Richard Leblanc: It’s absolutely huge, because directors have never experienced these things before. The average director did not grow up with—grow up, meaning manage—the power of a cell phone or the power of social media or greenhouse gas emissions. So education now for directors has become essential, not a luxury. If they’re not continuous learners they’re going to be left behind.

Listed: Is it the same at smaller companies and on private boards?

Richard Leblanc: There’s less pressure on private boards because they don’t have the compliance obligations that come when you take outside money from investors. But if you look at the chapters by Adam Quinton and Adam Epstein, they talk about how even start-up boards now are getting pressure from creditors and investors, and even family and friends. Quinton says if you’re raising money for a company and friends and family haven’t asked you about your board, then certainly angel investors will not only ask you but, depending on the quantum of the money, they’re going to ask you for a board seat. The point is that with start-up boards, private boards and not-for-profit boards, the osmosis is now much more rapid from publicly traded companies.

Listed: Earlier you also mentioned activists driving change. What do they represent in this context?

Richard Leblanc: What activists have done is they’ve caused boards to focus on performance and strategy much more than regulation has. Regulation is largely compliance whereas activism is largely performance and strategy. So most boards now are always thinking, are we a target? And how do we prevent ourselves from being a target? I’d actually put activists under a general shareholder rubric, where the focus is from investors on protecting their investments and also selecting directors, proxy access. That has had a huge effect on boardrooms.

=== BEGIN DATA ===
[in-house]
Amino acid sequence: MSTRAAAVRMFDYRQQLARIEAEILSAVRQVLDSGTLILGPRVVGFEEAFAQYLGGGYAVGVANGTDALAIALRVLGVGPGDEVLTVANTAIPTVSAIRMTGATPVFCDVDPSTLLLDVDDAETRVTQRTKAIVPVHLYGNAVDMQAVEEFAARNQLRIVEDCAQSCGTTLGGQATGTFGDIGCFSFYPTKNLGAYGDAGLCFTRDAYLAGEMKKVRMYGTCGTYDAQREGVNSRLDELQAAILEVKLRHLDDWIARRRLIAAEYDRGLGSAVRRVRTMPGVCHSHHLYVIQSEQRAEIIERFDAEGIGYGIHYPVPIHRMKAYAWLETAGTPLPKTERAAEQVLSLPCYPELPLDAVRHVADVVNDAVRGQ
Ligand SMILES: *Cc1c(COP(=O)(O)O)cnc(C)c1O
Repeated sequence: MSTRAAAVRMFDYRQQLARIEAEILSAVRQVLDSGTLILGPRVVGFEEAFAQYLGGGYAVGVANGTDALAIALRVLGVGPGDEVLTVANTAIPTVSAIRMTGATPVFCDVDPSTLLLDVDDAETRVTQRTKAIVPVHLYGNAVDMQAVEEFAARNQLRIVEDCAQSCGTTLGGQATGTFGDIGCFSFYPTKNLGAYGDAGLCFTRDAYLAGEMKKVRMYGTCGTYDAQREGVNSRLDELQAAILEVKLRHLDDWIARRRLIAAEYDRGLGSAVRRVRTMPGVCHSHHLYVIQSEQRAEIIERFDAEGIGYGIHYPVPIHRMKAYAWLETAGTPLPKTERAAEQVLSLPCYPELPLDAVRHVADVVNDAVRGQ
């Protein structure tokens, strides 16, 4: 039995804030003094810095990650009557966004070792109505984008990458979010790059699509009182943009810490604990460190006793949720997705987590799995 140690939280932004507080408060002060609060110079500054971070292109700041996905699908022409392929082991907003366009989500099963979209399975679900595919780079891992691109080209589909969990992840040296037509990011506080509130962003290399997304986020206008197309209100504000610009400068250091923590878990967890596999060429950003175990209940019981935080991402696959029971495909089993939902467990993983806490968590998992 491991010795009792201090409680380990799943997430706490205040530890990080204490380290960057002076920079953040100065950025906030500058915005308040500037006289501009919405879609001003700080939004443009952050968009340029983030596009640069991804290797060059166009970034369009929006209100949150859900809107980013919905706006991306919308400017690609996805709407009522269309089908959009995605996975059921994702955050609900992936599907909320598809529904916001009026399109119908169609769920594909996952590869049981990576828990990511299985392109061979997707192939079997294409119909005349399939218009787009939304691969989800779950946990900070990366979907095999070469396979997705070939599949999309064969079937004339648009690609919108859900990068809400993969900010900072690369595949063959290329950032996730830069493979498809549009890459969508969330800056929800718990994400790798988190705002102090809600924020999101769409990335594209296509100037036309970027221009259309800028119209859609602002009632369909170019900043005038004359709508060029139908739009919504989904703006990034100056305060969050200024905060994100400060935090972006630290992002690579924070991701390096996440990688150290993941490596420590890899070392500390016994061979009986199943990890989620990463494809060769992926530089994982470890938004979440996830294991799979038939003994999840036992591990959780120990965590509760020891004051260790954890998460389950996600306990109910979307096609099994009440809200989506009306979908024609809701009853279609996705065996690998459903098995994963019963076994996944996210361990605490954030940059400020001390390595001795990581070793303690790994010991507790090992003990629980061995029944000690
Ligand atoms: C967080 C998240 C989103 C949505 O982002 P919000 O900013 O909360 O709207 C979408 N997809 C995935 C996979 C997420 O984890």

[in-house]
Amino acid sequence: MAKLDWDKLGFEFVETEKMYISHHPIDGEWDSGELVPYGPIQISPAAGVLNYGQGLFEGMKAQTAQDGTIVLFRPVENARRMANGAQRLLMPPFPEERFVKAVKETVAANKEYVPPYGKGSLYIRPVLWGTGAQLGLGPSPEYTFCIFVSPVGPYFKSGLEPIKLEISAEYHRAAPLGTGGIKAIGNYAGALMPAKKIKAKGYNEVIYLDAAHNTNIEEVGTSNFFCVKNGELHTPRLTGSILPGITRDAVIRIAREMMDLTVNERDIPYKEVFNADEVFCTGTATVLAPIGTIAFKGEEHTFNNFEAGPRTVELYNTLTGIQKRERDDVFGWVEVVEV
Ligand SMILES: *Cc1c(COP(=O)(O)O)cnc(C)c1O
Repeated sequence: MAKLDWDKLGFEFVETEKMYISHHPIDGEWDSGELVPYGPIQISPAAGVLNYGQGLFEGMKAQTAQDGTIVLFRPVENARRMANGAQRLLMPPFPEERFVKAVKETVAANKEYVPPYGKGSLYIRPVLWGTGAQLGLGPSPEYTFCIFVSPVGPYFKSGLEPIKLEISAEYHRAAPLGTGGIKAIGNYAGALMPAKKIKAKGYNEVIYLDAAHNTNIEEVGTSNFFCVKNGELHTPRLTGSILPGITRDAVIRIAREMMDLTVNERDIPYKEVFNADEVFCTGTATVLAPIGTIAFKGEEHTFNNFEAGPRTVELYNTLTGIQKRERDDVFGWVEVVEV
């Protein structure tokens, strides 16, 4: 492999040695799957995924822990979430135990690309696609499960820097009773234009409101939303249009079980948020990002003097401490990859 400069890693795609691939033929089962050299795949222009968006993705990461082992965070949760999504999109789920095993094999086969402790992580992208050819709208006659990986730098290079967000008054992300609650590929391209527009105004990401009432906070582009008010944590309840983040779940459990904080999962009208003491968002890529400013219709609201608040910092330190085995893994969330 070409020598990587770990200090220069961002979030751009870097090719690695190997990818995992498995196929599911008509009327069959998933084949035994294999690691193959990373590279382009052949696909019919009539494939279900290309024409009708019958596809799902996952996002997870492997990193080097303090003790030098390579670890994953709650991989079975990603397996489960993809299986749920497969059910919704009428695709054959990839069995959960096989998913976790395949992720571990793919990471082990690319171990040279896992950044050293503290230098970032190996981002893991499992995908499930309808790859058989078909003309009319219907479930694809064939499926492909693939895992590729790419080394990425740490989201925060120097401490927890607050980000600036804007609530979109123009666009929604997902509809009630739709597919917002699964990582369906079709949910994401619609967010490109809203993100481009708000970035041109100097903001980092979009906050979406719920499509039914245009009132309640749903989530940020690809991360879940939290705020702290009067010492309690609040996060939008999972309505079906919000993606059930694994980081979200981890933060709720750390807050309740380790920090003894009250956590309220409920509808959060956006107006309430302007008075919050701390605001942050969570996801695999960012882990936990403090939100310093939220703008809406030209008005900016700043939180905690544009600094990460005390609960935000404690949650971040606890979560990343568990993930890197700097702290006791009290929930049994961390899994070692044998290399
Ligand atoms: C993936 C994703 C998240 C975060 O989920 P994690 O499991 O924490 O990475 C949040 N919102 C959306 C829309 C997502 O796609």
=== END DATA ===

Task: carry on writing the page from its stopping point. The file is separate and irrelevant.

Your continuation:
Listed: There’s a section in the book on performance and compensation, which you call an “unresolved” problem. Why unresolved?

Richard Leblanc: It’s not that executives are overpaid, it’s that there is a lack of alignment between pay and performance. That means it’s unresolved. The authors on that, Charles Elson and Craig Ferrere, said the problem is benchmarking. We select peers for compensation comparison purposes that result in a structural increase every year that’s unrelated to performance. That’s huge.

In the other pay chapters, I wanted the authors to say what is causing this and what are their recommendations. They look at the concept of TSR (total shareholder return), which is what the SEC supports; and with a lot of that, there’s no line of sight and it’s subject to exogenous shocks. So the selection of the metric itself by regulators is causing some of the disconnect. There’s also the focus on short-term pay as opposed to long-term pay. And what about the non-financial aspects of performance? Seventy-five percent of the value of a company is non-financial, so why aren’t we taking that into account? Why isn’t employee engagement a key metric, or sustainability or diversity? The marrying of these factors with pay will be crucial as the related metrics start to mature.